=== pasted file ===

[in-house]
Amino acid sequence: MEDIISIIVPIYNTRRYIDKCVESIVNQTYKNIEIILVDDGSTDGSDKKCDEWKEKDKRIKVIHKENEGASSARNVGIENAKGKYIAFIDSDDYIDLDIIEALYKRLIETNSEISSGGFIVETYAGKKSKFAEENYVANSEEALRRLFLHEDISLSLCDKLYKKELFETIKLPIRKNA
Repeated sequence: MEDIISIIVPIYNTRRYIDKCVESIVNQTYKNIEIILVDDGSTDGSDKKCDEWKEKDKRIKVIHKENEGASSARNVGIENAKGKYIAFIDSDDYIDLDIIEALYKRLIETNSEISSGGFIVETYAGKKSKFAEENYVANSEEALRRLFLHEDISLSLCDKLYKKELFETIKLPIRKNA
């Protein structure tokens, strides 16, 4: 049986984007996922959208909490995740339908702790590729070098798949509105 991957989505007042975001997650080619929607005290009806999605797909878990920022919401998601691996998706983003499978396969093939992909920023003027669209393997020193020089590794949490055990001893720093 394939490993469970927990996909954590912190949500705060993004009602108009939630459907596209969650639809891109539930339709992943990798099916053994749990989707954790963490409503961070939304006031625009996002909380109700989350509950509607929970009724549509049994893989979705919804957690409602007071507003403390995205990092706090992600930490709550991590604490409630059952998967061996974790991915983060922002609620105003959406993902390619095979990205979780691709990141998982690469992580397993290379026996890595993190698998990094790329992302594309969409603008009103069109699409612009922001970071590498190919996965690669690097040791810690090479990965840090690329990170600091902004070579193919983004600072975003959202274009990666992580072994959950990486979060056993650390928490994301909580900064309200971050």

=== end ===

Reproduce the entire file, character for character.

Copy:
[in-house]
Amino acid sequence: MEDIISIIVPIYNTRRYIDKCVESIVNQTYKNIEIILVDDGSTDGSDKKCDEWKEKDKRIKVIHKENEGASSARNVGIENAKGKYIAFIDSDDYIDLDIIEALYKRLIETNSEISSGGFIVETYAGKKSKFAEENYVANSEEALRRLFLHEDISLSLCDKLYKKELFETIKLPIRKNA
Repeated sequence: MEDIISIIVPIYNTRRYIDKCVESIVNQTYKNIEIILVDDGSTDGSDKKCDEWKEKDKRIKVIHKENEGASSARNVGIENAKGKYIAFIDSDDYIDLDIIEALYKRLIETNSEISSGGFIVETYAGKKSKFAEENYVANSEEALRRLFLHEDISLSLCDKLYKKELFETIKLPIRKNA
């Protein structure tokens, strides 16, 4: 049986984007996922959208909490995740339908702790590729070098798949509105 991957989505007042975001997650080619929607005290009806999605797909878990920022919401998601691996998706983003499978396969093939992909920023003027669209393997020193020089590794949490055990001893720093 394939490993469970927990996909954590912190949500705060993004009602108009939630459907596209969650639809891109539930339709992943990798099916053994749990989707954790963490409503961070939304006031625009996002909380109700989350509950509607929970009724549509049994893989979705919804957690409602007071507003403390995205990092706090992600930490709550991590604490409630059952998967061996974790991915983060922002609620105003959406993902390619095979990205979780691709990141998982690469992580397993290379026996890595993190698998990094790329992302594309969409603008009103069109699409612009922001970071590498190919996965690669690097040791810690090479990965840090690329990170600091902004070579193919983004600072975003959202274009990666992580072994959950990486979060056993650390928490994301909580900064309200971050």